How to control volume in breadmaking? 3/4

volume in bread 1

27 Jun How to control volume in breadmaking? 3/4

The breadmaking process

Volume is an appearance factor that is decisive for the consumer, in that it is assessed on first glance. A controlled yeast fermentation process and the formation of the gluten network are two key factors for obtaining adequate volume and rely on a great many technical parameters, including the choice of breadmaking process. This article takes a look at the successive stages in breadmaking that have an impact on the final volume of a loaf of bread.


During mixing, the insufficient unravelling of protein skeins can compromise the formation of the gluten network that will help retain the CO2 necessary for the ultimate loaf volume.

Furthermore, the dough should be maintained at a temperature of around 18-20°C to optimise the achievement of volume. This temperature depends both on the temperature of the ingredients implemented and the temperature of the environment.


Risk of tearing on the surface of the dough mass during shaping brings about a lack of permeability, which can result in loss of loaf volume. A resting phase prior to shaping may therefore be recommended in such cases.

Final proofing

This stage, which follows that of mixing, is the most decisive stage in the breadmaking process for the final volume of the product. If the length of this stage is not carefully controlled, it can lead to two types of problem: if baked before proper proofing, the dough mass can burst open leading to misshapen loaves. If proofing is too long, the dough mass will not rise and the loaf will be flat.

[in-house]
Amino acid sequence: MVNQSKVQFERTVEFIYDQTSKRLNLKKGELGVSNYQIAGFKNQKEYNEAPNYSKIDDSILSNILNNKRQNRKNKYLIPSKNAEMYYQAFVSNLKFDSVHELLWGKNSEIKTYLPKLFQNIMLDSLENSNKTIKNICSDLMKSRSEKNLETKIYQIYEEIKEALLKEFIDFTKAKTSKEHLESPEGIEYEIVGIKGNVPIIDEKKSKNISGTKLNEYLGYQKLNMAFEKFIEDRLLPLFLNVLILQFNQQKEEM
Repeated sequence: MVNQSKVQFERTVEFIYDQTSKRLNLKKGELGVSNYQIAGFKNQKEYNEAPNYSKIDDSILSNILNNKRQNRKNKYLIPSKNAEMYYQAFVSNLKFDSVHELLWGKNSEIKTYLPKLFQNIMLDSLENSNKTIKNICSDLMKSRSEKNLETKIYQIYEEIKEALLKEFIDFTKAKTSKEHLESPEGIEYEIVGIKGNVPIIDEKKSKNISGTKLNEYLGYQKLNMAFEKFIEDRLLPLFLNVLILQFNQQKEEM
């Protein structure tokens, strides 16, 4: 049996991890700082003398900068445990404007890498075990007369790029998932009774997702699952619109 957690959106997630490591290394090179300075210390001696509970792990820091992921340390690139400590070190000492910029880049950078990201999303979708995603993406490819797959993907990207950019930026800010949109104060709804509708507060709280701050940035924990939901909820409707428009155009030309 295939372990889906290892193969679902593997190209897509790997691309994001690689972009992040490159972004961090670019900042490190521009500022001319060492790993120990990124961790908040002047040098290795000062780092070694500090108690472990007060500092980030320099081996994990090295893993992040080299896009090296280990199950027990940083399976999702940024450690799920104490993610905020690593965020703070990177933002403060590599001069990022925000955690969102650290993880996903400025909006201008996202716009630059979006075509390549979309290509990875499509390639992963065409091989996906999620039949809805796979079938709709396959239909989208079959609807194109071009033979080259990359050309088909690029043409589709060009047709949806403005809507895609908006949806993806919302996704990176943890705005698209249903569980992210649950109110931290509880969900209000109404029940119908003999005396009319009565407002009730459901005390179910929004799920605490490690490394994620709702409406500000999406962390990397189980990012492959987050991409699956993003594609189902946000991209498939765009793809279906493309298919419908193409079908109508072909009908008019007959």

Furthermore, it is important to maintain good ambient humidity to prevent “crusting”, a phenomenon that can undermine the loaf’s volume and give rise to cracking on the surface of the dough mass.

N.B.: Good dough tolerance offers a certain flexibility as to the final proofing time.

Scoring (the case of crusty loaves)

Scoring has a fundamental impact upon the loaf’s volume and structure. Also referred to as “scarification”, it consists in slashing the dough pieces just before they go into the oven. It plays two key roles:

  • aesthetic, in the way that the scores are formed,
  • structural, since they create “vents” through which the gases can escape during the first few minutes of baking and are therefore directly involved in the dough’s development in the oven.

The way in which the gases can escape from the dough in the oven will also dictate the final air-hole texture of the loaf.

N.B.: this operation is performed when the dough mass is at its most fragile, and destroys its permeability: proper tolerance is therefore essential in order to avoid the collapse of the dough pieces or their failure to acquire oven spring.


Baking is mostly responsible for a loaf’s volume, notably through the expansion of gases under the effect of temperature.

Heat: an insufficient amount of heat is likely to compromise the proofing of the dough mass during baking:

  • excessive heat can result in a dense crumb,
  • lack of heat can result in flat loaves.

Steam: this is used in the case of bulk batch bakes to prevent tearing as a result of overly rapid crust formation. If it is not properly controlled, steam can also bring about defects in volume:

  • a lack of steam (sometimes linked to heavily limescaled equipment) can lead to under-risen loaves with tearing,
  • excessive steam can result in flattened loaves with no scoring visible (INBP, 2016).


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